Want to learn how to make date sugar using a dehydrator not an oven? Well, it took us a few attempts to get it down, but now we know how to successfully make homemade date sugar without having to bake the dates first.
There is a bit of a technique to it as dates by nature are rather moist and sticky. Thus, they are not easy to dehydrate first time around, but actually require a 2-step dehydration process. While it might take a little bit longer, the end result produces a fine powdery sugar that is very similar to the consistency of coconut sugar.
If you've ever tried to make your own date sugar via dehydration methods, you most likely have ended up with a clumpy outcome after grinding your dried date pieces. It is not as simple as it may seem. This is because it takes a LONG time for dates to thoroughly evaporate ALL moisture content.
This means you'll have to run your dehydrator for a couple of days. The first round requires about 24 hours, the second about 8 hours.
The final product is worth it however and about 28 ounces (or about 1 1/2 lbs) of dates will usually yield a little over 8 ounces of delicious tasting crystallized date sugar.
Here on this page we provide more details about the process, plus our recipe on how to make date sugar below. But first, why would you want to use date sugar?
While date fruits are an excellent whole fiber sugar source, date sugar made from dried and granulated dates is starting to become a popular alternative for those attempting to avoid other types of processed sugars.
Raw dehydrated date sugar is full of fiber as well as nutrients which helps to slow the rate of digestion, providing a healthier boost of energy when you need one. (*)
Compared to coconut sugar, date sugar is noticeably less sweet by taste. Commercial date sugars, according to package labeling, are about 1-2g less sugar per teaspoon than coconut sugar.
Date sugar is best used with other foods in recipes, blended into drinks or desserts. It can be used as a sweetener for hot beverages but doesn't completely dissolve because of the fiber content.
For those on a low-sugar diet, it can be blended with no-calorie or low glycemic sweeteners, like monk fruit, stevia, yacon syrup, xylitol or Lakanto.
1) Type of Date - When have found that drier date varieties, particularly deglet noor dates, work best for making sugar. We noticed on the labels of most commercial date sugar brands, they use deglets as oppose to medjool dates.
2) Pulverize in Food Processor - It is best to pulverize pitted dates as opposed to drying them whole or chopping them by hand. You basically want to get as much surface area exposed as possible to increase drying time. Spread out pulverized dates best you can (as they can be somewhat sticky) onto a dehydrator tray with a screen only so air can adequately circulate.
3) Grind and Dehydrate a Second Time - A second grinding and dehydration is essential if you want to make a fine crystallized date sugar rather than a sticky clumpy one. You don't need to add other flow ingredients like flours or corn starch like other homemade recipes. After this process you will notice the original pieces have puffed up a bit and also are a lighter color. At this point, it is very easy to powder down as it has a freeze-dried like texture.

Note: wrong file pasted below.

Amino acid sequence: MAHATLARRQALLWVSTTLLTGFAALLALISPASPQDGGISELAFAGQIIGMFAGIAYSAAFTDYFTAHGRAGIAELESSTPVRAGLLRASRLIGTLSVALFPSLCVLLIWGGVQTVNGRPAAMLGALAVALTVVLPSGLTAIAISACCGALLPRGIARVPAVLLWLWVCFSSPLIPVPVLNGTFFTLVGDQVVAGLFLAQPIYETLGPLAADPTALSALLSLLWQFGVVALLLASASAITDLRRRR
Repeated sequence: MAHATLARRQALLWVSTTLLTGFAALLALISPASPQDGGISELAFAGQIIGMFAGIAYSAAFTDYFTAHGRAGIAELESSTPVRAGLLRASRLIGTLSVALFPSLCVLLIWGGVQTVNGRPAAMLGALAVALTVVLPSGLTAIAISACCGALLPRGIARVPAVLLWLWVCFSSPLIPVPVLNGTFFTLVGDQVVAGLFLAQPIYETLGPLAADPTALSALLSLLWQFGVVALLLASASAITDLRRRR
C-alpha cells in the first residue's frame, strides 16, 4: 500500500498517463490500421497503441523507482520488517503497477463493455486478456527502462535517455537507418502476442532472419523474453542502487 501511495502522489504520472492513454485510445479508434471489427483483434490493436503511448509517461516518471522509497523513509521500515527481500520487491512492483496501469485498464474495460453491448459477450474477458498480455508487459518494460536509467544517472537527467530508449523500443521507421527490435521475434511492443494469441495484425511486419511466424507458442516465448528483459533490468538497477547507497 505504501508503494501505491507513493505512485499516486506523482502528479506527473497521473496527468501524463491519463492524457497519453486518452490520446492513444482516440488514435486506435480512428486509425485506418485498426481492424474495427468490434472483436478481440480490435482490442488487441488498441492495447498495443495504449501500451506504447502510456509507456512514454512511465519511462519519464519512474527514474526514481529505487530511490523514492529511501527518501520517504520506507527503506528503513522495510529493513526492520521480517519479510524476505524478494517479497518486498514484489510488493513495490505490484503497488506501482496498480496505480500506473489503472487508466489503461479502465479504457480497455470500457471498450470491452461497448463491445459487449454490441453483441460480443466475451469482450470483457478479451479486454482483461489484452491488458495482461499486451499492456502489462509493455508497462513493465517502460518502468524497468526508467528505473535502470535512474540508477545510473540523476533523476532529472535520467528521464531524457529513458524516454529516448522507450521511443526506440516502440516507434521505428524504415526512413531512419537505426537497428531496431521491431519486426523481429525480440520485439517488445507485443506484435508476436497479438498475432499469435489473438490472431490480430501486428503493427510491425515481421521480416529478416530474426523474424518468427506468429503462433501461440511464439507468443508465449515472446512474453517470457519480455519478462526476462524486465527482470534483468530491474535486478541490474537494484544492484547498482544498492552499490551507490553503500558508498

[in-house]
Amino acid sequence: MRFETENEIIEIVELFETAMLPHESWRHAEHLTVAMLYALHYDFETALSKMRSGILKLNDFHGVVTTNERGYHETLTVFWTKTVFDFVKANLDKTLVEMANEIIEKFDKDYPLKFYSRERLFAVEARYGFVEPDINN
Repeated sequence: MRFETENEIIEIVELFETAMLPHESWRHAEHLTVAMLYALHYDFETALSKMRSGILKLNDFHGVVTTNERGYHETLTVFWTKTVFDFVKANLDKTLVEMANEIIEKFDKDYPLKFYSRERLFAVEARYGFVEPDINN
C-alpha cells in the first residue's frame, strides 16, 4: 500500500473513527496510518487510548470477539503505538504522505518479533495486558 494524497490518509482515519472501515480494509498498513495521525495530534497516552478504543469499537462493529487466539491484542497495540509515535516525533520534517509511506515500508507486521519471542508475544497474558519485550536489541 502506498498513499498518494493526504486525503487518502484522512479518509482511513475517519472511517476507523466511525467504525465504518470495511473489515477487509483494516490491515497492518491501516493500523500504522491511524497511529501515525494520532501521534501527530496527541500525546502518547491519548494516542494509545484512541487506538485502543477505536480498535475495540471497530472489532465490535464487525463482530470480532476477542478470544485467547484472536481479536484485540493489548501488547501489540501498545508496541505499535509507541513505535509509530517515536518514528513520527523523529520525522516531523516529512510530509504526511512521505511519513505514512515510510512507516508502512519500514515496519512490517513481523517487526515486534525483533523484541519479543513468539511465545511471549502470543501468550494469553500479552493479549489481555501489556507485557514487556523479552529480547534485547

4) Use High-Speed Blender - The best way to grind a lot of dried date pieces is to use a high-speed blending device, like a Vitamix or Blendtec. Dried pulverized dates get VERY hard and will sound like glass when grinding. This can potentially scratch it up your blender a bit. For this reason, we use an old Blendtec blender mug specifically for grinding or powdering REALLY hard materials like tonic roots or in this case rock hard date pieces.
One of the best parts about this recipe is that you are only using one ingredient: dates.
If you'd like to make a "raw" date sugar, dehydration temp technically should not exceed 118 °F (48 °C). But remember, that the temperature dial on your dehydrator is how hot the air in the dehydrator will be. The actual temperature of the food you are dehydrating is about 20 °F cooler.
When making this date sugar recipe we placed the temperature dial at the half way point (125 °F or 52 °C). If you're not particular, higher dehydration temperatures will tend to speed up dehydration time.
Store your homemade date sugar in an airtight container or glass jar with clamp-on lid.
Because it is by nature very "hygroscopic", it is beneficial to place a desiccant packet (left over from a vitamin supplement bottle) in the jar just in case to eliminate any moisture absorption.
Homemade date sugar still retains the caramel-like flavor of the date and is perfect for use in recipes where a bulk sweetener is required. It is best used blended into drinks or incorporated with other ingredients. It doesn't dissolve in hot teas the same way as other granulated sugars because of the fiber content.
Can be used as a sugar substitute for other types of granulated sweeteners. We use it when making raw dehydrated cookies recipes.
Again, date sugar can be a great alternative to refined cane sugar or other types of natural sweeteners. One of its main benefits is that is whole food based with fiber intact, which helps to slow the rate at which it is digested.
Try using date sugar in some of our recipes for: peanut butter cookies, gingerbread cookies and kombucha candy.
Seek the advice of your healthcare provider or dietitian before using date sugar on a regular basis if you are diabetic, prone to parasitic infections or candida overgrowth and/or have a serious medical condition.
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